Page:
This tiny 360 camera shoots 4K, live-streaming virtual reality

This tiny 360 camera shoots 4K, live-streaming virtual reality

There are plenty of 360-degree cameras on the market that let you shoot video for virtual reality (VR), but there’s still a niche to be filled for high quality live streaming. And this is exactly where the Orah 4i comes in.

VideoStitch claims the Orah 4i is an all-one-solution aiming to take the hassle out of creating 360-degree video by automatically recording, stitching and live streaming the footage all on its own. Of course, live streaming 360 video has been done before by the Ricoh Theta S.

But, the Orah 4i has a leg up on its competition by shooting that footage in 4K.

The camera itself is built with an angular, metal body equipped with four fish-eye f2 lenses and four Sony EXMOR sensors positioned along its sides. What’s even more impressive than recording a 360-degree scene, is the Orah 4i also captures “ambisonic 3D audio,” so it can accurately project sounds in the virtual world as they are created in real-life.

The Orah 4i is connected to a custom streaming rig to help it stitch four individual, 2,048 x 1,536 video streams into a single 4K resolution environment users can look around in. VideoStitch doesn’t say exactly what parts are inside the streaming unit, but its basic specs include an Intel CPU and Nvidia graphics chip.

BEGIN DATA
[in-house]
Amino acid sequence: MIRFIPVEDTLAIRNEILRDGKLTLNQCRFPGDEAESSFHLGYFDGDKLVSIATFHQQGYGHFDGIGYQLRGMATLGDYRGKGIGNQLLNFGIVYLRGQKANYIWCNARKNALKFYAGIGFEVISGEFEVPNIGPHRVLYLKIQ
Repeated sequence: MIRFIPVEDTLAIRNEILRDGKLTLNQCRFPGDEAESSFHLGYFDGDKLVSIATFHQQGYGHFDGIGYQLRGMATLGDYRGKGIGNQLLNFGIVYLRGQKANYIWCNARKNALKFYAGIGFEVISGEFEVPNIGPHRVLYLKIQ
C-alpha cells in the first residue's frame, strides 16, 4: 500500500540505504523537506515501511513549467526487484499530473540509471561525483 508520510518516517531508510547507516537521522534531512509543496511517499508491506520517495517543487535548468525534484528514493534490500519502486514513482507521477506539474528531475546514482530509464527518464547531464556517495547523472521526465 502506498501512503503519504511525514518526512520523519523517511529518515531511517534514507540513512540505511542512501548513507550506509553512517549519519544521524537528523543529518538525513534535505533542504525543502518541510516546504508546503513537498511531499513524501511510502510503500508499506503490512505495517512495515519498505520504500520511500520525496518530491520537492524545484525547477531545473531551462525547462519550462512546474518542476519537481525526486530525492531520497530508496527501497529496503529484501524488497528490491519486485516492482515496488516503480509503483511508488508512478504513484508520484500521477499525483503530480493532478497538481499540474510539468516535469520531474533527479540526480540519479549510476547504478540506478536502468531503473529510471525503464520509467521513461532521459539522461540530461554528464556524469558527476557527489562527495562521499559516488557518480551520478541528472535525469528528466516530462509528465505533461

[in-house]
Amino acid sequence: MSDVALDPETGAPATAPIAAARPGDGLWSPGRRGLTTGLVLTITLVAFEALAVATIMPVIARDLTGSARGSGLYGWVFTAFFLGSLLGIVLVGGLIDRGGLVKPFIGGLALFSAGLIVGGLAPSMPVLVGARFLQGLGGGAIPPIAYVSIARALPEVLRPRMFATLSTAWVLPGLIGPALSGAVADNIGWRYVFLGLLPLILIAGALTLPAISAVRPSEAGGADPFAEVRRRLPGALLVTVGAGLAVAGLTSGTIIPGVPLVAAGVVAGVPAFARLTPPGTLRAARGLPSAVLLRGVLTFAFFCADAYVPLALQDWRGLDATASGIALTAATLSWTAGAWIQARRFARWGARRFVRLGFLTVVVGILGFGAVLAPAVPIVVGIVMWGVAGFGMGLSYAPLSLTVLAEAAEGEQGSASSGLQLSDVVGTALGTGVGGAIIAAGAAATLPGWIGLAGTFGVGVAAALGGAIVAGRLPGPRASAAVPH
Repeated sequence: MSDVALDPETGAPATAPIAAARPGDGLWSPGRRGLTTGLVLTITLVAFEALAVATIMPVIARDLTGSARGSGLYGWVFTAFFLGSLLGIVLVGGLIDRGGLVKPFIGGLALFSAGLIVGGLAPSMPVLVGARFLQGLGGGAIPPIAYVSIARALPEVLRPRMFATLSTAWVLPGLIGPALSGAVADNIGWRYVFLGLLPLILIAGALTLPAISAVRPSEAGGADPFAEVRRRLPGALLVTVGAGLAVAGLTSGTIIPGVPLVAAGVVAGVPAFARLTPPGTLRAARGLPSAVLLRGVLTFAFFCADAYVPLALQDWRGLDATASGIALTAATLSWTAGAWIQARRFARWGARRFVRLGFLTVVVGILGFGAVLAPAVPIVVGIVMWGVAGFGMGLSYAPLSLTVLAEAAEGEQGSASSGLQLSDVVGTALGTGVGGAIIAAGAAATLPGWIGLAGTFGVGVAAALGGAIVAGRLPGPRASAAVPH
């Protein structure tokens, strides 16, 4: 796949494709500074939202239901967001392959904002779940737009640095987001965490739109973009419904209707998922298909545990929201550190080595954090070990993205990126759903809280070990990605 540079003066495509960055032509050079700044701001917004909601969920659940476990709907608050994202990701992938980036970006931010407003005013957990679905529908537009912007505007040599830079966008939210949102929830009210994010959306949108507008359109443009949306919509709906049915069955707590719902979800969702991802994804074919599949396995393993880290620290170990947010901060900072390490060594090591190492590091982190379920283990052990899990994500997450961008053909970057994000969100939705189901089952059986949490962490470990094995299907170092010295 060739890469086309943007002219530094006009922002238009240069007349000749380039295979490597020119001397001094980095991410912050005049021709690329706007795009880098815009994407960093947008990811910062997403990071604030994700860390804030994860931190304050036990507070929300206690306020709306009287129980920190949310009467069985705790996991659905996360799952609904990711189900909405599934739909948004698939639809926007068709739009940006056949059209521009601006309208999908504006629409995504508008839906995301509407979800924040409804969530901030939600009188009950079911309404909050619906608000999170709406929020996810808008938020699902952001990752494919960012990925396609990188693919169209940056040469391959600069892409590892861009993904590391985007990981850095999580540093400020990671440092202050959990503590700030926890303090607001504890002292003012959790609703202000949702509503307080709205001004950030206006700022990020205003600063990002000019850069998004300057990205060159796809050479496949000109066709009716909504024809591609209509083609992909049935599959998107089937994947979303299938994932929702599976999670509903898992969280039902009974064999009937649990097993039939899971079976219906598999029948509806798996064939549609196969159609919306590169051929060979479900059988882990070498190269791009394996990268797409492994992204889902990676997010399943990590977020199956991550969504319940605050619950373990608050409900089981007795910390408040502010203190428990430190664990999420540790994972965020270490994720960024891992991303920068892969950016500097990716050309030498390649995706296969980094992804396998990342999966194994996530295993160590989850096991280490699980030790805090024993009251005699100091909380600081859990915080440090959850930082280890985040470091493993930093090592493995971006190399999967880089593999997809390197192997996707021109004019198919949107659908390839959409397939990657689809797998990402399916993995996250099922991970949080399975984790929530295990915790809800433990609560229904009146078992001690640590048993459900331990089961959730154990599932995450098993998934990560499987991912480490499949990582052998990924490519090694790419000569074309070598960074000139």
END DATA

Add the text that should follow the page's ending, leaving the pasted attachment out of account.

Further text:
Of course, all this power comes at a whopping price of $3,595 (about £2,543, AU$4,731). The good news is early adopters who want to get in now can pick up the camera at a discountedpromotional price of $1,795 (about £1,270, AU$2,362).

Either way, it’s still prohibitively expensive for most people, but not to the extent of the $60,000 (£41,644, AU$78,174) Nokia Ozo or the $15,000 (£10,411, AU$13,029) GoPro Odyssey. And that really is the crux of VideoStitch’s reason for introducing the Orah 4i.

The company wants its first 360-degree camera to change the game for professional VR broadcasting by offering a much more affordable and simpler system. At least that’s what VideoStitch has claimed, we’ll have to see how the camera actually handles to judge whether it lives up to the vision.


[source :-in.techradar]